Today I ripped out a crochet hat that I started a couple days ago. Instead of looking like a hat, it looked more like a triangle! It still fit like a hat but I wasn't happy with it.
Feeling very frustrated with myself since I also had to rip out the prayer shawl I started, (twice) I decided to work on a project that I knew I could do. I finished crocheting two granny squares today and took out the sewing machine to make these:
This way does require a sewing machine but it eliminates having to make a double flap to cover your stitches and uses a whole towel rather than one cut in half.
It took less than 30 minutes to sew both of them up. Almost twelve years ago, a dear friend of mine taught me how to crochet a granny square and sew these fun, fast and easy towel toppers. I've seen some made with just a crochet hook and no sewing machine required, but I always come back to making these.
To make them, you need some basic sewing skills, a kitchen towel and a granny square. If you don't know how to make a granny square, try this link.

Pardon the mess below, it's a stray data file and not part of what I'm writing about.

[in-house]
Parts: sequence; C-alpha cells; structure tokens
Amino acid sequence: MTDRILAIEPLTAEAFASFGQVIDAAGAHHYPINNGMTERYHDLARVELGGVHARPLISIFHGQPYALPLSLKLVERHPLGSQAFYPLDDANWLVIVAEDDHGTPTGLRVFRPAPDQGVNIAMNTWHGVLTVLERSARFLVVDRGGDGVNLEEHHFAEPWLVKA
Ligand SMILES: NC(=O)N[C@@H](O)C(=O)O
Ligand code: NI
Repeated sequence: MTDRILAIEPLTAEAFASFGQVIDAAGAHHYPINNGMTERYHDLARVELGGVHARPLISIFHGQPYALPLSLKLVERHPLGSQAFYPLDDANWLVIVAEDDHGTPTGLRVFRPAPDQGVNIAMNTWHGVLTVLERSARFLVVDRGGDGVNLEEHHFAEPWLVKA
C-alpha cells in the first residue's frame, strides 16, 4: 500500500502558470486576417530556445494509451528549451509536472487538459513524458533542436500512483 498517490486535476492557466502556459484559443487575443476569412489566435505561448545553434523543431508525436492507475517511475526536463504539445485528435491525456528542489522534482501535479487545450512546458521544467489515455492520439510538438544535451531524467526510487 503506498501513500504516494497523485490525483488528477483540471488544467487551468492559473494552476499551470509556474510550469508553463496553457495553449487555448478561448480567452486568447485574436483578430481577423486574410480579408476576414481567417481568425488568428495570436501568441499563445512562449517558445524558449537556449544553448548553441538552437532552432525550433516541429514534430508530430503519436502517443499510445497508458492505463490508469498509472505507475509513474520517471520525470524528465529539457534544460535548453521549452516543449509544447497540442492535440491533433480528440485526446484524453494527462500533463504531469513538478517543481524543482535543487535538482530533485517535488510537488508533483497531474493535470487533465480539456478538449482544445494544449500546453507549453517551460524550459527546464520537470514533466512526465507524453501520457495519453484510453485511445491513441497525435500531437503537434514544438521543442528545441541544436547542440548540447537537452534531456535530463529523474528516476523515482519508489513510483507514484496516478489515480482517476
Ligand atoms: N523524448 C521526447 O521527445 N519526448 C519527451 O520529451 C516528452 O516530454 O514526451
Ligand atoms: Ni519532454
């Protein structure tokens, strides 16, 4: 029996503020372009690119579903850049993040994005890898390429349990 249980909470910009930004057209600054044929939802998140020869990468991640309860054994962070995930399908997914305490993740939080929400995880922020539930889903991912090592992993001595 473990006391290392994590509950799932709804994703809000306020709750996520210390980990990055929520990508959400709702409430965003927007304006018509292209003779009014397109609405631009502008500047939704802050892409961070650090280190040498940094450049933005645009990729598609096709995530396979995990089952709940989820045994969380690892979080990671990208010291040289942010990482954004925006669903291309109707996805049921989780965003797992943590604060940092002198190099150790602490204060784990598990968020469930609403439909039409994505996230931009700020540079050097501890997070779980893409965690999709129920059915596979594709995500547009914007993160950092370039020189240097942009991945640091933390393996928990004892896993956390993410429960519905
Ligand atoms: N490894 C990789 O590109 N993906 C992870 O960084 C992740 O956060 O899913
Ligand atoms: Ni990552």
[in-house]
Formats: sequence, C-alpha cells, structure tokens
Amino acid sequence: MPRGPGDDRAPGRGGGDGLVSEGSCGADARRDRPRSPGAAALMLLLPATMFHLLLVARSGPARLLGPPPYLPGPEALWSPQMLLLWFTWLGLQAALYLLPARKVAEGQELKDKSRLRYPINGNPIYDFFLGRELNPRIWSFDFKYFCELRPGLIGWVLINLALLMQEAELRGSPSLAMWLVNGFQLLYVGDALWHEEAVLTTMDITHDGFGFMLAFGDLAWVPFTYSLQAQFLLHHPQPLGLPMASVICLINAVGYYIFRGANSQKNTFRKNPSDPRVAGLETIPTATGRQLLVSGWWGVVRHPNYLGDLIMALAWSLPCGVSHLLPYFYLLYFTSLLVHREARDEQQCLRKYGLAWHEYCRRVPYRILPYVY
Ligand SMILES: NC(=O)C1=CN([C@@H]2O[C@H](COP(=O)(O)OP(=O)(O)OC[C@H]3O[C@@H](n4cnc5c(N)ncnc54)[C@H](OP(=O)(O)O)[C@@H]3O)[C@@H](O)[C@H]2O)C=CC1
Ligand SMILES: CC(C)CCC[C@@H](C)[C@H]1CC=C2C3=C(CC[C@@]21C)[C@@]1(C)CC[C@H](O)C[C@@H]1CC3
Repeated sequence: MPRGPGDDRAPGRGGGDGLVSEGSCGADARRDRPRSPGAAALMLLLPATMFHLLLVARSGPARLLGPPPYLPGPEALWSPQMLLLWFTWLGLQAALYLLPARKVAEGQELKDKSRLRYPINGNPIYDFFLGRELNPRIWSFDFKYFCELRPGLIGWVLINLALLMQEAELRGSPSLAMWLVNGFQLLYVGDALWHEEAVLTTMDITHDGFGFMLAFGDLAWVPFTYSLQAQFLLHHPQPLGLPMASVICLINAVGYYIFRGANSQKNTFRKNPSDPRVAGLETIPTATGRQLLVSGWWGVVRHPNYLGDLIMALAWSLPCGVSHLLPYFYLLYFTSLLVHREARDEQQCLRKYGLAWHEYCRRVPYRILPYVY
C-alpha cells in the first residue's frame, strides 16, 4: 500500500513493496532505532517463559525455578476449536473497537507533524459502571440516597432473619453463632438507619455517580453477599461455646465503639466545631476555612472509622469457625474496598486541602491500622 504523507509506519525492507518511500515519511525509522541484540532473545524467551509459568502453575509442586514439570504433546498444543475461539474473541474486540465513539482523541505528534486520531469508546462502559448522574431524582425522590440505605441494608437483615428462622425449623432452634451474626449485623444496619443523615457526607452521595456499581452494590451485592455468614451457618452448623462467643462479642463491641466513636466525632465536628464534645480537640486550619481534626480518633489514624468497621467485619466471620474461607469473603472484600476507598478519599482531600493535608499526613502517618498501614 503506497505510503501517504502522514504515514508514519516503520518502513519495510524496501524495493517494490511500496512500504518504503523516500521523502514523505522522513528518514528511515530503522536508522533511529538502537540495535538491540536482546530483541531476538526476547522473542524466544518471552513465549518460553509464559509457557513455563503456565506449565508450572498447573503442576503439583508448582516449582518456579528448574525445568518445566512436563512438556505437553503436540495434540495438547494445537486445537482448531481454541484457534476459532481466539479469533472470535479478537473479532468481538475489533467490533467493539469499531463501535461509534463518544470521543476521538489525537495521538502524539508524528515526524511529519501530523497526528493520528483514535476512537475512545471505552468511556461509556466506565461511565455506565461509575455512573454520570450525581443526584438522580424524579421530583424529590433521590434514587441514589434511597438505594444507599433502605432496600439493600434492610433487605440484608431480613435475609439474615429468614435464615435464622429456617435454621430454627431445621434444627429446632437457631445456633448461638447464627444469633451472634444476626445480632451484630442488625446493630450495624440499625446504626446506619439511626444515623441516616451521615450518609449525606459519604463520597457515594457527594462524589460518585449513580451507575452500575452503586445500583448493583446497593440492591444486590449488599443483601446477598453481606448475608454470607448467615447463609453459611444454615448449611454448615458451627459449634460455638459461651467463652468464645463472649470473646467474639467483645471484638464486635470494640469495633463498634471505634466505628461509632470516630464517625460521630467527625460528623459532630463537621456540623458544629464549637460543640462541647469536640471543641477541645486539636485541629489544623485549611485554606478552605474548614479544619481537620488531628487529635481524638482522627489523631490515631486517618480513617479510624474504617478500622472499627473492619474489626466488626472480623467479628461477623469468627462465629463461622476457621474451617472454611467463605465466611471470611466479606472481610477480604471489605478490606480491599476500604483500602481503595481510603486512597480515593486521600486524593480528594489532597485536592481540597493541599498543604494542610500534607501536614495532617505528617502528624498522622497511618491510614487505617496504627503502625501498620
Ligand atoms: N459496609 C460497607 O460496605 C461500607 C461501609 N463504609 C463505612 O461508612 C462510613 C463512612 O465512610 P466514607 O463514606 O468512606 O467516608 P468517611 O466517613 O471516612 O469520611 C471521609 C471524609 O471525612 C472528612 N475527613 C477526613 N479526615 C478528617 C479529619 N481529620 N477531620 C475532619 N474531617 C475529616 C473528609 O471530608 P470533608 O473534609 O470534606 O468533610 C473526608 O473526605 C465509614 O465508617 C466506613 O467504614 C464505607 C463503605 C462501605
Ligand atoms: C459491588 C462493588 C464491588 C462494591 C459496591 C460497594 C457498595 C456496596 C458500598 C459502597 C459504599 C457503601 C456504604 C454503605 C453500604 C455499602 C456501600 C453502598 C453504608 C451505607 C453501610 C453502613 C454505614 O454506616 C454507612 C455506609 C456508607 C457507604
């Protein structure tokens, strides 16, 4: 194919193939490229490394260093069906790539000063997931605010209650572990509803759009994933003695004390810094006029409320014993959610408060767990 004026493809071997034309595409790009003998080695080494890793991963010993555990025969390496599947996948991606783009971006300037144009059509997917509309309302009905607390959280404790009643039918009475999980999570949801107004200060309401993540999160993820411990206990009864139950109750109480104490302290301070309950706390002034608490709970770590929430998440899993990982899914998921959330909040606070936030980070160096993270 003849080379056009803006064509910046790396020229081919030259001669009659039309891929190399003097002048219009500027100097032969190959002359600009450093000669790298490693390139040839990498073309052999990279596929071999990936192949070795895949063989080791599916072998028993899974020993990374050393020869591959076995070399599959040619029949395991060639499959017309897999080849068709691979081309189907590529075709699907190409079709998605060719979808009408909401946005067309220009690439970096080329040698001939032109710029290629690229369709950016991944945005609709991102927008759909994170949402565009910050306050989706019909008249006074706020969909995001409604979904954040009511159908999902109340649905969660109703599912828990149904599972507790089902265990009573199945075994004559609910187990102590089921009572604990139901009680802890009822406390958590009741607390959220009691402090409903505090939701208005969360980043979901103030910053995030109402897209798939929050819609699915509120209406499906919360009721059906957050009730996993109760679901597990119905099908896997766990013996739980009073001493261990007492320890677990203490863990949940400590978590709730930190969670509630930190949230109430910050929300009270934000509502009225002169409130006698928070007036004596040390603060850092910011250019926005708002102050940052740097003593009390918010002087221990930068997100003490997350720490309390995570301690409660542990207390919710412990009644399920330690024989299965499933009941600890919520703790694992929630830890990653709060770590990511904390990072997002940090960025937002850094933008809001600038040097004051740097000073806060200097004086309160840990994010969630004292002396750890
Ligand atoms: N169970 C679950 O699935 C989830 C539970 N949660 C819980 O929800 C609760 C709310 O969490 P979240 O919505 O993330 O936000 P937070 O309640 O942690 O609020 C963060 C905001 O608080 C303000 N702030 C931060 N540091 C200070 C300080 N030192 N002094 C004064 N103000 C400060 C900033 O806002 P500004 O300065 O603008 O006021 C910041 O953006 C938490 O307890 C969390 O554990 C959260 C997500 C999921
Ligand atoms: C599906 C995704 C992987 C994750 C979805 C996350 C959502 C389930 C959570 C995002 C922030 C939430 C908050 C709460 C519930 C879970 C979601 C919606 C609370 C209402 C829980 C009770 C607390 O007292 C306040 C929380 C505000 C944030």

I found when I made my granny square that each time I finished a round, I would chain 3 and then turn before making the double crochets.
You can make the granny square any size you want. I used a crochet hook "H" and made mine about 7 rounds. You can either pin and make pleats (I don't have any pins yet) or fold in half and put a basting stitch across the middle. It helps if you make two lines, but I usually just do one. Then pull the strings until it makes the folds like this:
You just want it to match the the length of the square, so adjust as necessary. The picture shows the back of the towel, but you want to be sure to sew the granny square to the top of the towel.
Then, with the basting stitch still in place, (to be sure it is right where you want it to be- believe me, it's easier to remove the stitches when you can see them!)
Sew down one time. Check to see if it's where you want it to be. Pin if necessary. Then, switch the stitching to regular stitches and sew down again. Back stitch the ends to secure:
Now all you have to do is sew the button on the inside as pictured. I usually have one side of the towel longer than the other so that becomes the front.
The buttonhole is on the opposite side. (the granny square hole is the buttonhole)
That's it! Wasn't that fun!?